Defence scientist Dr Sanjeev Arulampalam is revolutionising algorithms for tracking targets of interest to Defence.
He's doing this in two ways: by fusing 'soft' human generated data sources with 'hard' sensor data, and by beefing up the ability of the algorithms to handle ambiguity and uncertainty in model parameters.
Automating target motion analysis
With his experience in submarine combat systems, Arulampalam is attempting to improve existing tracking algorithms by adding in 'fuzzy' human data.
"The tracking algorithms currently only operate on 'hard' data from physics-based sensors like hydrophones," Arulampalam explains.
'Soft' data, on the other hand, is human interpreted observations such as Navy officers' periscope observations, known geographical constraints and intelligence reports.
"Currently there are no algorithms on-board our submarines that fuse 'soft' data," says Arulampalam.
"The periscope operator might comment on where they believe the target is and that kind of information is currently incorporated manually by the target motion analysis operator."
Target motion analysis is one of the key functions of submarine combat systems, and it still requires a significant amount of operator interaction. With the anticipated increase in the amount of information available in the future, particularly with the deployment of autonomous systems, this process is expected to put a heavy burden on the operators.
Arulampalam aims to remove the need for operator intervention in the low level fusion for tactical picture compilation so that they can focus more of their efforts on high level decision making to which he says humans are better suited.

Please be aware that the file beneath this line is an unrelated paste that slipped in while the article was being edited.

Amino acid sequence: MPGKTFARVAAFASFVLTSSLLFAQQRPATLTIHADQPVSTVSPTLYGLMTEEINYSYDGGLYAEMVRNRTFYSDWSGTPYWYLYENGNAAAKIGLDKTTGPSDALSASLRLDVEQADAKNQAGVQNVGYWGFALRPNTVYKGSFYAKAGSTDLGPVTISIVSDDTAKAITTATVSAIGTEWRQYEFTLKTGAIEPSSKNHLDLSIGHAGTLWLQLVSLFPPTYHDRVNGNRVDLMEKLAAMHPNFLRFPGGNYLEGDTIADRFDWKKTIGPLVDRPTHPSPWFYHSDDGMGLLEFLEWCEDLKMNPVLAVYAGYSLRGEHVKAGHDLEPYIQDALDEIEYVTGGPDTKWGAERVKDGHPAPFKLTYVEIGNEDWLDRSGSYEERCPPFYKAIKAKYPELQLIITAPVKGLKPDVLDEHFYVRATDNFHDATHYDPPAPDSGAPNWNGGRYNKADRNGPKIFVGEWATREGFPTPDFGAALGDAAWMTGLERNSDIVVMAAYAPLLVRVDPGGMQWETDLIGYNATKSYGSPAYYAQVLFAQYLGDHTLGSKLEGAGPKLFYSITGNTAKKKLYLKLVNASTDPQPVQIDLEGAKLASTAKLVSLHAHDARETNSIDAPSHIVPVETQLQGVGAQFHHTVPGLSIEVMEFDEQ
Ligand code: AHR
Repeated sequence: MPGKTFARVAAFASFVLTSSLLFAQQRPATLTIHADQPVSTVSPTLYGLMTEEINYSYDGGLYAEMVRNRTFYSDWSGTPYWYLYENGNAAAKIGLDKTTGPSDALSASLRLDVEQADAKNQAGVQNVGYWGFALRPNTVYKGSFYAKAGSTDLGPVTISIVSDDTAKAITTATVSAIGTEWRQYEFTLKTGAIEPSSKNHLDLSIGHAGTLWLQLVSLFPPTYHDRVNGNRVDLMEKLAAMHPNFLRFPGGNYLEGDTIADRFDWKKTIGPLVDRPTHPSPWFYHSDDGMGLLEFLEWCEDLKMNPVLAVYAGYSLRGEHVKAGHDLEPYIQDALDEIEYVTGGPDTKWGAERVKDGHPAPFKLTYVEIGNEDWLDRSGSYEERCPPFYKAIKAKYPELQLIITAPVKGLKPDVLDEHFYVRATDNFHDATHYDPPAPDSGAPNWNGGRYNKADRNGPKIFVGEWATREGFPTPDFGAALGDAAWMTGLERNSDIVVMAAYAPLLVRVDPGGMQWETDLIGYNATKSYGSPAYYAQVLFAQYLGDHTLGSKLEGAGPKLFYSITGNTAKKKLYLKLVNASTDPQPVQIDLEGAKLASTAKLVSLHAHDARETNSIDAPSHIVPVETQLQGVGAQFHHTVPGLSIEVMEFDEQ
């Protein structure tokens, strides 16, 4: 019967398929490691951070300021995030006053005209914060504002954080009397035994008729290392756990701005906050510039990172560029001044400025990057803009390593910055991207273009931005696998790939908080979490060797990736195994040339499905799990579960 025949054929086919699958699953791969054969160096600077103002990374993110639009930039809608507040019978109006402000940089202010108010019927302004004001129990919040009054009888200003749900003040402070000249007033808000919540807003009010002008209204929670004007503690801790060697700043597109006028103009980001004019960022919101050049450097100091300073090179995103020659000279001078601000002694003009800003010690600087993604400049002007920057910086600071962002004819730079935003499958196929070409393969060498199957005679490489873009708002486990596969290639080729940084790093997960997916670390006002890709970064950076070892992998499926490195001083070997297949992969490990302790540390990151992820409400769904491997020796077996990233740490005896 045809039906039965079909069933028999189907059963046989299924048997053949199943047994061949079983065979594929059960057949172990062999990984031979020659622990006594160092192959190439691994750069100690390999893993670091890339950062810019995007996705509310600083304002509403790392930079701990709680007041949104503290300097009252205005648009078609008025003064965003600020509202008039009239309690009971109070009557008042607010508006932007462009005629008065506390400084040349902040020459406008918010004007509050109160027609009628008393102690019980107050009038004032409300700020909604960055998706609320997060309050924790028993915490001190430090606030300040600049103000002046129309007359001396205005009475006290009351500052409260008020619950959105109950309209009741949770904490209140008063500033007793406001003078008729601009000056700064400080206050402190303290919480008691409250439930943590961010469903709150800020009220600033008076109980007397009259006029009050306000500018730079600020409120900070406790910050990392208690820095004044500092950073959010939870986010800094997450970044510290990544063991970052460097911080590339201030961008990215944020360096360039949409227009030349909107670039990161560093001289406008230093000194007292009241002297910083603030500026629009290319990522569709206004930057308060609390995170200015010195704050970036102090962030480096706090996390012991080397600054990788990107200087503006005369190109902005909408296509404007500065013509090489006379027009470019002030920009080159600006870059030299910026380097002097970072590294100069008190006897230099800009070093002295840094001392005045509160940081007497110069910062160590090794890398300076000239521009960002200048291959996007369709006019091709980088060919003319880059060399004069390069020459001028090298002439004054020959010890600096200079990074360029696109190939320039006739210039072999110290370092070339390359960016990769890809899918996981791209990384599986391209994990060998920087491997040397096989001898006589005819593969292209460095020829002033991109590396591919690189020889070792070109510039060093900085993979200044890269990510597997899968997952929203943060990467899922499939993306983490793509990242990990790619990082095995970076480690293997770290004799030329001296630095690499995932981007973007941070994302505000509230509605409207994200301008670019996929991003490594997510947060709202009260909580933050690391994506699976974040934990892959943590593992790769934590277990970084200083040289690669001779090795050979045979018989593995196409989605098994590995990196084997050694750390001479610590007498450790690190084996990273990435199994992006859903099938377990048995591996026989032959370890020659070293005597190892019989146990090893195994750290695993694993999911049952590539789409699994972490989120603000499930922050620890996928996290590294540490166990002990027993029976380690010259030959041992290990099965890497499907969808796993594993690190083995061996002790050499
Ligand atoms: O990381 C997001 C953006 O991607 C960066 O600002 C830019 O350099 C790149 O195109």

"There's been a lot of work done on data fusion, but it's really only now that researchers are starting to focus on the fusion of soft data from human operators and other "fuzzy" sources," says Arulampalam.
"These are important considerations for both the future submarine development under the Future Submarine program and for theatre level anti-submarine warfare operations."
Algorithms that can deal with change
Arulampalam says current automatic tracking algorithms tend to fail when assumptions don't match reality.
"I want to create robust algorithms that can work with uncertain model parameters and handle a possible mismatch in these parameters and reality," Arulampalam says.
"I hope to create algorithms that can learn these model parameters on the fly as the target is being tracked."
If Arulampalam is successful, this will be a revolutionary approach to the conduct of target motion analysis for undersea situational awareness - an approach that promises improved situational awareness with reduced operator workload for low-level fusion.
Arulampalam is collaborating with world-class experts in the area of statistical information fusion using Bayesian methods from RMIT, UTS and McMaster University in Canada. Collaborations with the University of South Australia and Curtin University are also planned.